Talk:Vaska's complex

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The balanced equation isn't balanced (for instance 6 Cls on the left give 2 on the right) 129.67.64.163 (talk) 16:05, 27 February 2010 (UTC)

The third reference needs clarification. As of now, I am unable to find that citation on JACS. Pdphan 02:48, 26 February 2007 (UTC)

Try clicking on the doi? It works for me. --Rifleman 82 06:10, 26 February 2007 (UTC)

Thanks for making the change! Looks great now. Pdphan 04:15, 1 March 2007 (UTC)

Is this compound useful for artificial blood?[edit]

This is suggested by the text but not explicitly discussed. — Preceding unsigned comment added by 65.88.88.91 (talk) 21:17, 19 September 2013 (UTC)

You might check out Blood substitute. Vaska's complex attracted a lot of attention because it reversibly forms an adduct with O2, but other compounds that are simpler and look a little more like myoglobin also bind O2. I think that the best systems are fluorocarbons that simply dissolve a lot of oxygen. --Smokefoot (talk) 02:00, 20 September 2013 (UTC)

IUPAC name[edit]

I doubt that the claimed IUPAC name (SP-4-1)-carbonylchloridobis(triphenylphosphane)iridium(I) is correct. Ligand priority numbers should be: Cl (1), PPh3 (2), CO (3); ligand in trans position relative to Cl (1) is CO (3), so the name should be (SP-4-3)-carbonylchloridobis(triphenylphosphane)iridium(I). Shouldn't?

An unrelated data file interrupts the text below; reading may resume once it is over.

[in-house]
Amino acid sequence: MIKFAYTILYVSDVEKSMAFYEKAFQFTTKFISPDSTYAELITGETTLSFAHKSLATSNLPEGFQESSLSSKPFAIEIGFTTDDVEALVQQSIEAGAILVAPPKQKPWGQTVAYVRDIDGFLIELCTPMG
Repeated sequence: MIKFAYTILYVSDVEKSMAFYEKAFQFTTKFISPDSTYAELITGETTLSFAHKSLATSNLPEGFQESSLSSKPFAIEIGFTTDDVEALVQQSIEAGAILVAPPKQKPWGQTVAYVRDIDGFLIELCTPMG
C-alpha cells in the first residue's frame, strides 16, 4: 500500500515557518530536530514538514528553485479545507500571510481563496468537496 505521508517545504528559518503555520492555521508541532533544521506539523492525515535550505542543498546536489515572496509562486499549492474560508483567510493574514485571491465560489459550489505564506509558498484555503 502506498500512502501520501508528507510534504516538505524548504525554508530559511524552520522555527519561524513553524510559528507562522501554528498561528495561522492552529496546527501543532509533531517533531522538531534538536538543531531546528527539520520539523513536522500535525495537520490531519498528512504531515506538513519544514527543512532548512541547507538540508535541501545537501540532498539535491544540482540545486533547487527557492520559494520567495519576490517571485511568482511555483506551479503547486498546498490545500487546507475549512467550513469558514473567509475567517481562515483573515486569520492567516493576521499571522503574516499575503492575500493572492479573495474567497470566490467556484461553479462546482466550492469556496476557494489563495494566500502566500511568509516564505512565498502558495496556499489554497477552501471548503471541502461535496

(I think there might be some confusion from IUPAC IR-9.3.3.3 Square planar coordination systems (SP-4), Example 1 text: “… Priority number sequence: 1 < 2 < 3 < 4 …” which according to surrounding info and examples should read “… Priority number sequence: 1 > 2 > 3 > 4 …”. By the way, these are for [Mabcd] complexes. For [Ma2bc] complexes, there are only three different priority numbers.)

Mykhal (talk) 15:35, 21 September 2018 (UTC)

Who was first?[edit]

Currently the article states that "The complex was first reported by J. W. DiLuzio and Lauri Vaska in 1961.", how ever aggording to these two references [1] and [2] it was first made by M. Angoletta in 1959. They refer to "Angoletta, M. Iridium carbonyl derivatives. III. Dicarbonylaminoiridium(I) halides. Gazz. Chim. Ital. 1959, 2359", which might be this. Unfortunately I don't have access to that (and don't understand Italian). But in this paper it is mentioned that Angoletta made the bromo analogue trans-IrBr(CO)(PPh3)2, so they might have made the chloro containing Vaska's complex too. Grounds for editing the article? --Nitraus (talk) 12:45, 9 May 2021 (UTC)

I found a great historical review of Lauri Vaska and the history of his compound: FIFTY YEARS OF VASKA’S COMPOUND, Rein U. Kirss, Bull. Hist. Chem., Volume 38, Number 1 (2013)).
Kirss explained that Maria Angoletta probably did make the bromide first. But she thought that the chloride was a dicarbonyl, IrCl(CO)2(PPh3)2. The dicarbonyl conforms with the bias for 18e rule and in fact does exist in when "Vaskas" is treated with CO. So, Vaska correctly formulated his compound. Also of course, he knew that it was something important, which she did not apparently know, because he published in a high impact journal. I read Angoletta's article in the (now dead) Italian journal, using Google translate. It is an interesting report focused on IrX(CO)2(amine), but they mention, without understandiing, some of the earliest evidence for mixed valence linear chain compounds.
Summary: an Estonian-born professor and his Italian-derived student (presumably) Diluzio get most credit, but the Italian woman Maria Angoletta is not forgotten. --Smokefoot (talk) 15:53, 9 May 2021 (UTC)